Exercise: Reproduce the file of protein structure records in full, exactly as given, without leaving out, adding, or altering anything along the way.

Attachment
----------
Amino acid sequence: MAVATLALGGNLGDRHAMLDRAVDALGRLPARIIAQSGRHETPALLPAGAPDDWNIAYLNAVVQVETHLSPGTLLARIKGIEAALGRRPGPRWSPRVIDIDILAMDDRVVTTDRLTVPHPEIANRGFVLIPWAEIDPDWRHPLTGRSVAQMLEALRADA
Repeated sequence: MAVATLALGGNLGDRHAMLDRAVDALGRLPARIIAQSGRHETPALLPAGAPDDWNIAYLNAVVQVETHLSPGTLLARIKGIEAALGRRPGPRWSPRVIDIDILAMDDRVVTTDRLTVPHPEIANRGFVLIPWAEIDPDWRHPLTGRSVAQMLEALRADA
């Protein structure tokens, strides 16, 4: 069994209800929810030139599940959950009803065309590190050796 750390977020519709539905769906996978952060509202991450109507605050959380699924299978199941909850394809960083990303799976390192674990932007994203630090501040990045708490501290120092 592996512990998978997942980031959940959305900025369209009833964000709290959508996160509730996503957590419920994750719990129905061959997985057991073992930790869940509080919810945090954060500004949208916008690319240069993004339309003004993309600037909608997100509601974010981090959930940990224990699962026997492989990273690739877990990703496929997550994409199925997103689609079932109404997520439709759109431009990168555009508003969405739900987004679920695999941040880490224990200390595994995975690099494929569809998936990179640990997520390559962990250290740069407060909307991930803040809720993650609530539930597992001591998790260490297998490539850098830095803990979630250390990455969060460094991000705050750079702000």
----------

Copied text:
Amino acid sequence: MAVATLALGGNLGDRHAMLDRAVDALGRLPARIIAQSGRHETPALLPAGAPDDWNIAYLNAVVQVETHLSPGTLLARIKGIEAALGRRPGPRWSPRVIDIDILAMDDRVVTTDRLTVPHPEIANRGFVLIPWAEIDPDWRHPLTGRSVAQMLEALRADA
Repeated sequence: MAVATLALGGNLGDRHAMLDRAVDALGRLPARIIAQSGRHETPALLPAGAPDDWNIAYLNAVVQVETHLSPGTLLARIKGIEAALGRRPGPRWSPRVIDIDILAMDDRVVTTDRLTVPHPEIANRGFVLIPWAEIDPDWRHPLTGRSVAQMLEALRADA
């Protein structure tokens, strides 16, 4: 069994209800929810030139599940959950009803065309590190050796 750390977020519709539905769906996978952060509202991450109507605050959380699924299978199941909850394809960083990303799976390192674990932007994203630090501040990045708490501290120092 592996512990998978997942980031959940959305900025369209009833964000709290959508996160509730996503957590419920994750719990129905061959997985057991073992930790869940509080919810945090954060500004949208916008690319240069993004339309003004993309600037909608997100509601974010981090959930940990224990699962026997492989990273690739877990990703496929997550994409199925997103689609079932109404997520439709759109431009990168555009508003969405739900987004679920695999941040880490224990200390595994995975690099494929569809998936990179640990997520390559962990250290740069407060909307991930803040809720993650609530539930597992001591998790260490297998490539850098830095803990979630250390990455969060460094991000705050750079702000």